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I’m repairing a laptop but I don’t know what value inductor to use/get. The schematic has values, I just don’t know how to interpret other than it’s a 2mm inductor. It’s labeled 5A_Z120_25M_0805_2P on a 1.35V line. Schematic

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Looks like something with 120 Ohms Impedance (z120) at 25MHz (25M) that can take 5 Amps (5A) in a 0805 Case (0805)

Close but not quite would be a Würth 742792025.

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  • \$\begingroup\$ Warm welcome to EE.SE! Excellent start! \$\endgroup\$
    – winny
    Commented Jun 4, 2020 at 21:18
  • \$\begingroup\$ The 2P might be two windings parallelled. \$\endgroup\$ Commented Jun 6, 2020 at 7:44
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I think that is just an obscure part number used by the manufacturer. This was also common practice with certain IC's used in some products. The IC's real part numbers would be sanded off, and replaced by a different kind of part number from the manufacturer of the product it was used in.

Generally, your "manufacturer-authorized" repair shops will have the decodes of the "part numbers". This is to try to keep others from being able to service these devices. So, your best bet is to look for any color-coding on the part, in order to deduce its inductance value.

Otherwise,

Your only other reference to that set of numbers, is to be found in the manufacturer's manuals or documentation (if they will let you have that information).

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  • \$\begingroup\$ This is good advice, but the part isn’t listed in the BOM unfortunately. I went with a higher current part with similar ratings too so here’s hoping. Thanks for your response. \$\endgroup\$
    – Omlethead
    Commented Jun 7, 2020 at 2:29
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  1. How do you know you have to replace the inductor? They seldom die.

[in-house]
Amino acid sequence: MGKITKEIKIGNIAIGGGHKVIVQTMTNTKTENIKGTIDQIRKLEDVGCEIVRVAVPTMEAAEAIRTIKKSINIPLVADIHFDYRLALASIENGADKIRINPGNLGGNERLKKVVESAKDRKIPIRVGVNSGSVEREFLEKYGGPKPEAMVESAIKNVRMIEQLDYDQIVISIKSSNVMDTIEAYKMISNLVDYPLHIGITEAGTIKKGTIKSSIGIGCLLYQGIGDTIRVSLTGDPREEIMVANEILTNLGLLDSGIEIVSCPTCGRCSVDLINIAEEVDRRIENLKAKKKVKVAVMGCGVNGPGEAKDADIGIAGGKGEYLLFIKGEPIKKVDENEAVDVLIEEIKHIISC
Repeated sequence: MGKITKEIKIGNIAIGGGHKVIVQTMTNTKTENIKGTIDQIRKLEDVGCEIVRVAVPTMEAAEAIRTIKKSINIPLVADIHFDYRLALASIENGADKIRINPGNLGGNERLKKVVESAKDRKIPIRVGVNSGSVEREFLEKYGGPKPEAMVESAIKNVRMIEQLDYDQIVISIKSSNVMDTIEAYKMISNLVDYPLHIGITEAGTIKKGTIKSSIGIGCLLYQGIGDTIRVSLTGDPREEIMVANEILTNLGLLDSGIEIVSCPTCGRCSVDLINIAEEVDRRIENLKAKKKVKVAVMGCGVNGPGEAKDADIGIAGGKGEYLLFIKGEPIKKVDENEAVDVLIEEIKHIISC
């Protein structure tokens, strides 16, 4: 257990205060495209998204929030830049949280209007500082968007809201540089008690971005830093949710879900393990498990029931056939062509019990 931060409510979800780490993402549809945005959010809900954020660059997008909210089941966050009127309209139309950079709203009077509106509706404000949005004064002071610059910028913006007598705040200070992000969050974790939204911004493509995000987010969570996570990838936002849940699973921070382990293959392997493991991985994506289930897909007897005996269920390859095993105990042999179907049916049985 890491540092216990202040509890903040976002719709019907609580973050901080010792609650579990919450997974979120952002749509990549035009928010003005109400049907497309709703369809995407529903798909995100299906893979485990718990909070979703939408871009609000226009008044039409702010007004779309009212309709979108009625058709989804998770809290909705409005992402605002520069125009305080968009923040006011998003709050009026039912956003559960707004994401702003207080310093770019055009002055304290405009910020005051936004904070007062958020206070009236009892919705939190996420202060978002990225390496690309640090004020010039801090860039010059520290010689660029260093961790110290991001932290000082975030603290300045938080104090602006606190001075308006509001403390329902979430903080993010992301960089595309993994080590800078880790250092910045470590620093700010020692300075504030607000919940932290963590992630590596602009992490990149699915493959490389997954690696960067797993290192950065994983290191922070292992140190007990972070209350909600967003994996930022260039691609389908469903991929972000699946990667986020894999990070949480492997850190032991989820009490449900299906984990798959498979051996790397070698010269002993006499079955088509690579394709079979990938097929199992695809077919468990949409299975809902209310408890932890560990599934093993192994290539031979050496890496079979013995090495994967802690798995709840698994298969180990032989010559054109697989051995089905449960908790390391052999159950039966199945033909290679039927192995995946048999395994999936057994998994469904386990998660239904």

2. Watch Louis Rossman who does a lot of fixing these things live. The power chips (usually buck switching controllers) have a hard life, and often go. But I do see him replace resistors and capacitors as well. I linked to his youtube videos and did a search on inductor for you -- maybe your inductor did go. He might have done a similar repair.

  3. Sometimes he uses alcohol to see where a short is, after pumping some voltage into the board. The hot component gets dry first. That's the one to replace if your board is shorted.

  4. Somehow, juice, or coffee, or soda, often finds its way into these boards. Look for signs of this abuse for prime suspects.

  5. On the internet, buy a few laptops or motherboards of the same exact type you are fixing, and cannibalize them for good parts. If your inductor went, and you can find a dead laptop / motherboards of the same type, it should have your exact inductor, and odds are it will still be good. Good luck.

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  • \$\begingroup\$ Well, it can’t be good when a component looks like this: imgur.com/gallery/1HLcQZA I’ve seen some of Rossman’s videos too, but thanks for the advice. \$\endgroup\$
    – Omlethead
    Commented Jun 7, 2020 at 2:22
  • \$\begingroup\$ @Omlethead -- This is the only matching part I found, a power inductor with no filtering info. I'll try to figure that out if I get the time. \$\endgroup\$ Commented Jun 8, 2020 at 17:34

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